My proofreader corrected these (verified on dictionary.com). Look familiar?•    rooflines (not roof lines)
•    safe-deposit box (not safe deposit box)
•    old-timers (not old timers)
•    carsick (not car sick)
•    safekeeping (not safe keeping)
•    autopilot (not auto pilot)
•    pocketknife (not pocket-knife)

So I’ve put together a cheat sheet I call my One-Two List to answer the question: Should it be one word or two? Instead of guessing, it’s easy to refer to this list I’ve compiled.

Request PDF with “One-Two List” in subject line.

What one word or two questions do you have? Ask them here.

Use Planner to Put Authors and Editors on Same Page

by Barbara McNichol (full article here

Through a blog post, I recently asked what worries nonfiction authors about the editing process. The insights gained can be helpful to any editor as well as the authors they work with.

I received the following array of answers from 40 authors who responded. Specifically, they want:

  • more than a clean up; they want a major step up in clarity.
  • support in thinking through the book’s organization before nitty-gritty editing begins.
  • their book editor to be tuned in to their objectives for the book, keeping them top-of-mind throughout the process.
  • their points made more succinctly and artistically and their stories told well.

As one author said, “An unedited piece can make my point but in a less elegant way than one that’s been edited.”

How Book Editors Can Learn More About What Authors Want

From the first contact with a client, I open a dialog through what I call a Planner—a questionnaire that focuses on the long-term goals for the book itself. Questions not only address the mechanics of editing but emphasize the author’s big-picture dreams. A few are:

  1. What successful books would be good models for yours?
  2. After people in your target audience have read this book, what do you want them to say about it? How would you like a testimonial to read?
  3. What actions do you want readers to take as a result of reading your book—both for their own benefit and for yours?
  4. What changes do you want to create in your life/business as a result of putting this book out into the world?
  5. Which results do you seek most in working with an editor (followed by a list for ranking)?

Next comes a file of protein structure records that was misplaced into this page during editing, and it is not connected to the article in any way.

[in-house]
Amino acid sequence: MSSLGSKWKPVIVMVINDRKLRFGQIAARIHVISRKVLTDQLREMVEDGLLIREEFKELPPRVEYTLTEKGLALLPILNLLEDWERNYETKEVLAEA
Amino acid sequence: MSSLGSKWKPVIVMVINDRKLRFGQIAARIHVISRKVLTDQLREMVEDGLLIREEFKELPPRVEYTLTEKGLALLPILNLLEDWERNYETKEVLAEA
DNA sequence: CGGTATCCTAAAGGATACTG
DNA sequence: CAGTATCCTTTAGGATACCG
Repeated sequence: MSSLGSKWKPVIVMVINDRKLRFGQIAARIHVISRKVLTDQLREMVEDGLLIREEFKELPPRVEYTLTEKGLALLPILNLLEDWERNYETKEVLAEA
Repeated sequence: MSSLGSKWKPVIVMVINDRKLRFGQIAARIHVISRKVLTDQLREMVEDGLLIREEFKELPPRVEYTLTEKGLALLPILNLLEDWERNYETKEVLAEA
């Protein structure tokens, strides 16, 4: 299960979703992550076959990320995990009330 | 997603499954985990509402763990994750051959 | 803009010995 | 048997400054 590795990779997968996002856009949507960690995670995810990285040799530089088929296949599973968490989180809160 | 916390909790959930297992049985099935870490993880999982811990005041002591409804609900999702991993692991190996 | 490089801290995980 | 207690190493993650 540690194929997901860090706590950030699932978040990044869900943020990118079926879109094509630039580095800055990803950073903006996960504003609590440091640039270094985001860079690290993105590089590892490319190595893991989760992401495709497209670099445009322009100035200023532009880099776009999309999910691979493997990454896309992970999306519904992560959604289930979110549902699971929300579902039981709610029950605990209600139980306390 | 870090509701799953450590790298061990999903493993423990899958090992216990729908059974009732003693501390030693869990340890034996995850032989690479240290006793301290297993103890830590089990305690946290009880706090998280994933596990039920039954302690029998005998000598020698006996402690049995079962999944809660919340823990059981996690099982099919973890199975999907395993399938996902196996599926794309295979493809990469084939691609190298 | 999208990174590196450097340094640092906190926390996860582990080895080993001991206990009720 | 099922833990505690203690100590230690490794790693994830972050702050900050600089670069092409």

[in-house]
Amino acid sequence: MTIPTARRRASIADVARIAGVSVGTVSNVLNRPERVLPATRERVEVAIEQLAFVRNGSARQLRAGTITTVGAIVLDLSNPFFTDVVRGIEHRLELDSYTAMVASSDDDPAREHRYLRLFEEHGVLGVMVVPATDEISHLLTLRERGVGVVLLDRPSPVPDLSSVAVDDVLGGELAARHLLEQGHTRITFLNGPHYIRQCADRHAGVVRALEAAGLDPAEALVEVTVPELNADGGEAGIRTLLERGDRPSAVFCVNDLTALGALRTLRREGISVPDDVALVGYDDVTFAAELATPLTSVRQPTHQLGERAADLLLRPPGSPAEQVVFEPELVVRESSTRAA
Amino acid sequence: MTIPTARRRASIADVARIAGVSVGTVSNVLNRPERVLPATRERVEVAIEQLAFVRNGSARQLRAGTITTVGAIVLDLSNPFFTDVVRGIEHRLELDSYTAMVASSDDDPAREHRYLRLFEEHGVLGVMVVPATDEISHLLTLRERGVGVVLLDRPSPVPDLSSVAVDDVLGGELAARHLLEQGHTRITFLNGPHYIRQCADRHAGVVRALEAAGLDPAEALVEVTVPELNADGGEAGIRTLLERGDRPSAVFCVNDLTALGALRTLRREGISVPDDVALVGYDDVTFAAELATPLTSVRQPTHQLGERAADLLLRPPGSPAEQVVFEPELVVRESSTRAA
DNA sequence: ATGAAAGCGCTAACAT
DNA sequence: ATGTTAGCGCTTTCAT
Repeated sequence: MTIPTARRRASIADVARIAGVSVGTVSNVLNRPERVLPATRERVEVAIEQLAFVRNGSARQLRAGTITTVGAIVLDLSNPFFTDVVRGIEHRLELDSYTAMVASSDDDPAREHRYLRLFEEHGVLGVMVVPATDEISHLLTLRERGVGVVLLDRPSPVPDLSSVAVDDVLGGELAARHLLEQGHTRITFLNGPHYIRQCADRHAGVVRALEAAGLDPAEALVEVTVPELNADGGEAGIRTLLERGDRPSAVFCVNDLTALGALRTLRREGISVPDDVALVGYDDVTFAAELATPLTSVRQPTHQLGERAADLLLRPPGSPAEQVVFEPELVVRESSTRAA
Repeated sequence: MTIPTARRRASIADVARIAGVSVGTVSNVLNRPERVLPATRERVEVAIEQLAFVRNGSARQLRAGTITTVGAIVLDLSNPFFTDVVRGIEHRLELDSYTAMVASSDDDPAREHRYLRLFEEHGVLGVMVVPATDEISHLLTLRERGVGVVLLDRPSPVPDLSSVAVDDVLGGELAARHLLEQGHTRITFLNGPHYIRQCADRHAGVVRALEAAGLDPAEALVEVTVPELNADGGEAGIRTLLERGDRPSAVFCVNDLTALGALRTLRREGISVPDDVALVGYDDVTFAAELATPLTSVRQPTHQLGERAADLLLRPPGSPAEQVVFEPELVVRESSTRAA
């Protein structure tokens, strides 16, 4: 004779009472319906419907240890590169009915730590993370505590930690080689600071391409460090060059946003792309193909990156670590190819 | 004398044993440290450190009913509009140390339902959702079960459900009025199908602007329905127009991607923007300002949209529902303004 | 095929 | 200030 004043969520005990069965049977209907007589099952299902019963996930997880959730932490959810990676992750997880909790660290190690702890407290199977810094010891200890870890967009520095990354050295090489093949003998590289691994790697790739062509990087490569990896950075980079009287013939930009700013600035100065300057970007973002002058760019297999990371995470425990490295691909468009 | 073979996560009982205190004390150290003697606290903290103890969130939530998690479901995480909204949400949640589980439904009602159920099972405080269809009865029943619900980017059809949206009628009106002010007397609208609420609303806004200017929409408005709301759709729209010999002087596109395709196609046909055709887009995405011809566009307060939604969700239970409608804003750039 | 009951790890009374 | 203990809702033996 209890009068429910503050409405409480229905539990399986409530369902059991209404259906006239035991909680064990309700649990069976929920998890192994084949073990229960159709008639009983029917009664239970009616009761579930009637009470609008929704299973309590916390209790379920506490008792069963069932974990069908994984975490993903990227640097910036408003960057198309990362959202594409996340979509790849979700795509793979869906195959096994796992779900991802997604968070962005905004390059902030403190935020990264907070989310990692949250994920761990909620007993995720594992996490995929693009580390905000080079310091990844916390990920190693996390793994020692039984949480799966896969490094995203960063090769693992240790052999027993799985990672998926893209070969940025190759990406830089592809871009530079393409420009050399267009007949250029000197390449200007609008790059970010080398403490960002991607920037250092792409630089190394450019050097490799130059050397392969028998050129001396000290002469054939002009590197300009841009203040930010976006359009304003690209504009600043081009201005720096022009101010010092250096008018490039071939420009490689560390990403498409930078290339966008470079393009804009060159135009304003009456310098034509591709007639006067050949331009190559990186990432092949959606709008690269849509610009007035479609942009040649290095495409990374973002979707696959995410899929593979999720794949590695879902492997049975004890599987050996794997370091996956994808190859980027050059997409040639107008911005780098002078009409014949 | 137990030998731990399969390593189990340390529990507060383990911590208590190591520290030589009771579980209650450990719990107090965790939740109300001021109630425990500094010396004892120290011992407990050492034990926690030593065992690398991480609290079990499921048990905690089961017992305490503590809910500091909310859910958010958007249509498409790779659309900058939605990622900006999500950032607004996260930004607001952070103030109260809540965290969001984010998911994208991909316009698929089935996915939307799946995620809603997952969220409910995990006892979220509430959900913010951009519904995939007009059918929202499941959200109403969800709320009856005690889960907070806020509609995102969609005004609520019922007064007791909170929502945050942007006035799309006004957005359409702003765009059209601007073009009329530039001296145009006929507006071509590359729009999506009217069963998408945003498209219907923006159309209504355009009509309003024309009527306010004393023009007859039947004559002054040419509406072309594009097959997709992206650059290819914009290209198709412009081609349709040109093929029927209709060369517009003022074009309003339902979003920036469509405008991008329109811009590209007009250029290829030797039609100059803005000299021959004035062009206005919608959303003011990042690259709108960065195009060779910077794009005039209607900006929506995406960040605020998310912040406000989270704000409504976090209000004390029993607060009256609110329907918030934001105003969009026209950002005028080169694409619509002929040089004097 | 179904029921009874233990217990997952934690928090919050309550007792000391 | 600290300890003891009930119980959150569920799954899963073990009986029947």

Request Planner to Start the Dialogue

Delivering on an Author’s Desires!

Whether you’re an author or an editor, don’t short-change the editing process and its value to you. Use a tool like my Planner to articulate exactly what you want from your editor.

To see how Barbara’s Planner can help you, go here.

Whack Extraneous Phrases in Your Writing

In their classic book The Elements of Style, Strunk and White called word clutter “the leeches that infest the pond of prose, sucking the blood out of Whack wordinesswords.”

You can start by eliminating extraneous phrases that clutter your writing. But which phrases can be “whacked”?

Consider taking out these extra phrases whenever you can:

  • “is intended to, meant to, designed to” e.g., He gives a workshop that is designed to teach writing skills. Better: He gives a workshop that teaches writing skills.
  • “it is all about”; “the fact of the matter is”; “the fact that”; “it’s important to remember that” e.g., The fact of the matter is that it’s unwise to go out carousing. Better: It’s unwise to go out carousing.
  • “in regard to” e.g., Seek additional websites in regard to your industry. Better: Seek additional websites in your industry.
  • “is going to” e.g., He is going to be a key contributor. Better: He will be a key contributor.
  • “in order to” e.g., Add key words in order to describe the new position. Better: Add key words to describe the new position.
  • “there is” and “there will be” e.g., There will be many managers attending the meeting. Better: Many managers will attend the meeting.
  • “the reason why is that . . .” A simple “because” will suffice.
  • “at this time” . . . Now!

To reinforce this, take something you wrote and circle any of these extraneous phrases. Challenge yourself to rework or remove them altogether. You may choose to keep some in, but at least you’ve asked the question: “Do I really need this phrase?” (You don’t need “really” here.)

Keep this list handy. What would you add to it? Comment here.

Active-ate Your Verbs and Improve Your Writing

by Barbara McNichol

Before detecting the “passive” voice and addressing how to change it to “active,” consider why you should care.

Active verbs will improve your writing (most of the time) because:

  • Active verbs declare who or what is (or should be) performing the action; you avoid confusion, guesswork, or dodging responsibility.
  • Active verbs make your writing flow more easily; readers will more quickly get the ideas you want to convey.
  • Sentences constructed in the active voice usually require fewer words; you constantly want to aim to write concisely!